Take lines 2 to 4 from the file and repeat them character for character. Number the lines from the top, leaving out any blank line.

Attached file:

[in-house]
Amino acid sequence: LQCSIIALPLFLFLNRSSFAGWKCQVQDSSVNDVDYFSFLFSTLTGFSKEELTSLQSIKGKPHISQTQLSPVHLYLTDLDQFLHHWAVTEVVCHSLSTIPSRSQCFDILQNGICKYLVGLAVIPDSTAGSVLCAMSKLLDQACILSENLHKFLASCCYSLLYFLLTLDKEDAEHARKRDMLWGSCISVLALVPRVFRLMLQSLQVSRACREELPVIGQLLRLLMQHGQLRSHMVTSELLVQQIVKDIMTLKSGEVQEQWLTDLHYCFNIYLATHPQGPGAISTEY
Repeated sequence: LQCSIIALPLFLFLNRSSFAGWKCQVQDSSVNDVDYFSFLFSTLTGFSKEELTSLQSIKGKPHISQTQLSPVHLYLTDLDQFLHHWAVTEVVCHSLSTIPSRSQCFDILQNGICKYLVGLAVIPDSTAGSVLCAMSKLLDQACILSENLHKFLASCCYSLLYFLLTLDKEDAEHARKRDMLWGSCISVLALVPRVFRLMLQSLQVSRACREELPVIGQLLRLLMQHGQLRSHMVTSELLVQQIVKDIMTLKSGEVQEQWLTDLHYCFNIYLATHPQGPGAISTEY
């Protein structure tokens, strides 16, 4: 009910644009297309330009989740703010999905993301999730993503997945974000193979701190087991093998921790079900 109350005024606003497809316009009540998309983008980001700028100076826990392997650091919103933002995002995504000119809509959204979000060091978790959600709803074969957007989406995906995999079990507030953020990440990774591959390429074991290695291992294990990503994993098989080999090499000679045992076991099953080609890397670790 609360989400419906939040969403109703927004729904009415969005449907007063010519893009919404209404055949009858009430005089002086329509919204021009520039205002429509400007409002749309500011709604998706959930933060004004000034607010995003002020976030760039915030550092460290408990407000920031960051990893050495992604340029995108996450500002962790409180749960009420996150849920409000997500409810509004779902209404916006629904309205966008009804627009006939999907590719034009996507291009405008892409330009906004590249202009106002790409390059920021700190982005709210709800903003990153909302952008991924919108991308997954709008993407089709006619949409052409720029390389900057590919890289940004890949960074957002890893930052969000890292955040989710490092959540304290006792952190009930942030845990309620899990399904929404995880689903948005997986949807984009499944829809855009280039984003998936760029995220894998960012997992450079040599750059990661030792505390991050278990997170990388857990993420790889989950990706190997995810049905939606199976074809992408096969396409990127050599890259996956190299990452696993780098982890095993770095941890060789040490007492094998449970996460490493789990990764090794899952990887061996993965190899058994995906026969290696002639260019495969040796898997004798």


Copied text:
Amino acid sequence: LQCSIIALPLFLFLNRSSFAGWKCQVQDSSVNDVDYFSFLFSTLTGFSKEELTSLQSIKGKPHISQTQLSPVHLYLTDLDQFLHHWAVTEVVCHSLSTIPSRSQCFDILQNGICKYLVGLAVIPDSTAGSVLCAMSKLLDQACILSENLHKFLASCCYSLLYFLLTLDKEDAEHARKRDMLWGSCISVLALVPRVFRLMLQSLQVSRACREELPVIGQLLRLLMQHGQLRSHMVTSELLVQQIVKDIMTLKSGEVQEQWLTDLHYCFNIYLATHPQGPGAISTEY
Repeated sequence: LQCSIIALPLFLFLNRSSFAGWKCQVQDSSVNDVDYFSFLFSTLTGFSKEELTSLQSIKGKPHISQTQLSPVHLYLTDLDQFLHHWAVTEVVCHSLSTIPSRSQCFDILQNGICKYLVGLAVIPDSTAGSVLCAMSKLLDQACILSENLHKFLASCCYSLLYFLLTLDKEDAEHARKRDMLWGSCISVLALVPRVFRLMLQSLQVSRACREELPVIGQLLRLLMQHGQLRSHMVTSELLVQQIVKDIMTLKSGEVQEQWLTDLHYCFNIYLATHPQGPGAISTEY
């Protein structure tokens, strides 16, 4: 009910644009297309330009989740703010999905993301999730993503997945974000193979701190087991093998921790079900 109350005024606003497809316009009540998309983008980001700028100076826990392997650091919103933002995002995504000119809509959204979000060091978790959600709803074969957007989406995906995999079990507030953020990440990774591959390429074991290695291992294990990503994993098989080999090499000679045992076991099953080609890397670790 609360989400419906939040969403109703927004729904009415969005449907007063010519893009919404209404055949009858009430005089002086329509919204021009520039205002429509400007409002749309500011709604998706959930933060004004000034607010995003002020976030760039915030550092460290408990407000920031960051990893050495992604340029995108996450500002962790409180749960009420996150849920409000997500409810509004779902209404916006629904309205966008009804627009006939999907590719034009996507291009405008892409330009906004590249202009106002790409390059920021700190982005709210709800903003990153909302952008991924919108991308997954709008993407089709006619949409052409720029390389900057590919890289940004890949960074957002890893930052969000890292955040989710490092959540304290006792952190009930942030845990309620899990399904929404995880689903948005997986949807984009499944829809855009280039984003998936760029995220894998960012997992450079040599750059990661030792505390991050278990997170990388857990993420790889989950990706190997995810049905939606199976074809992408096969396409990127050599890259996956190299990452696993780098982890095993770095941890060789040490007492094998449970996460490493789990990764090794899952990887061996993965190899058994995906026969290696002639260019495969040796898997004798």